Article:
Indiana: Indiana State Historical Bureau Markers
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In October 1818, Purchasing Commissioners Lewis Cass, Benjamin Parke and Governor Johnathan Jennings acquired Indian claims on the land shown on this marker. About one-third of modern Indiana was involved in this transaction.
In 1824, nine Indians were murdered by white men near this spot. The men were tried, Found guilty and hanged. It was the first execution of white men for killing Indians.
Charles L. Henry's Union Traction Company, the first electric rail line specifically designed for interurban service, began operating through here on January 1, 1898. It ran from Alexandria to Anderson. Indiana became the traction center of the United States.
Here in Callaway Park August 17, 1940, Willkie accepted Republican party presidential nomination after a nationwide grassroots campaign. An estimated crowd of 250,000 was in the park and along adjacent streets. Established campaign headquarters in Rushville…
Born in North Manchester, March 14, 1854, he practiced law in Columbia City until his election as Governor of Indiana (1909-1913). Served two terms as Vice-President (1913-1921). Died June 1, 1925, and was buried in Indianapolis.
After General William Henry Harrison relieved Fort Wayne, he ordered Colonel James Simrall in September 1812 to prevent further Miami Indian attacks in the area. The Miamis fled as troops destroyed villages, crops, and supplies along Eel River; Miamis then …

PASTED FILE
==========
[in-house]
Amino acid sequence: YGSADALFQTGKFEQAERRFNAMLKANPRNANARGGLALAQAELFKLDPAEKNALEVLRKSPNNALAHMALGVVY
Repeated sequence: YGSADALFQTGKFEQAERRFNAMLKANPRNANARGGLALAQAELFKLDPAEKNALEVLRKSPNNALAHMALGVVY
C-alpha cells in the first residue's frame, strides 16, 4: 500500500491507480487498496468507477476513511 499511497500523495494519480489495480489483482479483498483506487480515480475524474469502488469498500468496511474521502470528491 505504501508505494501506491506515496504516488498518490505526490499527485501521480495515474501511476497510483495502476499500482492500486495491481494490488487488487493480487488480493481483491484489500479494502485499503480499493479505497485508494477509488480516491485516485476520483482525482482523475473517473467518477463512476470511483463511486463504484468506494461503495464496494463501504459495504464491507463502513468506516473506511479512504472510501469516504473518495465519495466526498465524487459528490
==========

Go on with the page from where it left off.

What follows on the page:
Little Turtle (Mishikinoqkwa), c. 1747-1812, was born and raised here on the Eel (Kenapocomoco) River. The Miami village was destroyed by American troops in 1812 and most of the tribe was removed from Indiana by 1843.
Here on July 4, 1894, Elwood Haynes made the first test run of an automobile which he designed and built. His car reached a speed of about seven miles per hour over a six mile course on the Pumpkinvine Pike.
Site of 11th Congressional District military camp used to rendezvous, recruit and organize the 75th, 89th, 101st, 118th and 153rd Indiana Regiments during the Civil War.
On March 31, 1880, officials of Wabash began experimenting with Charles F. Brush's carbon-arc lights. Four 3,000 candlepower lamps were placed atop the courthouse and used to illuminate the town until September, 1888.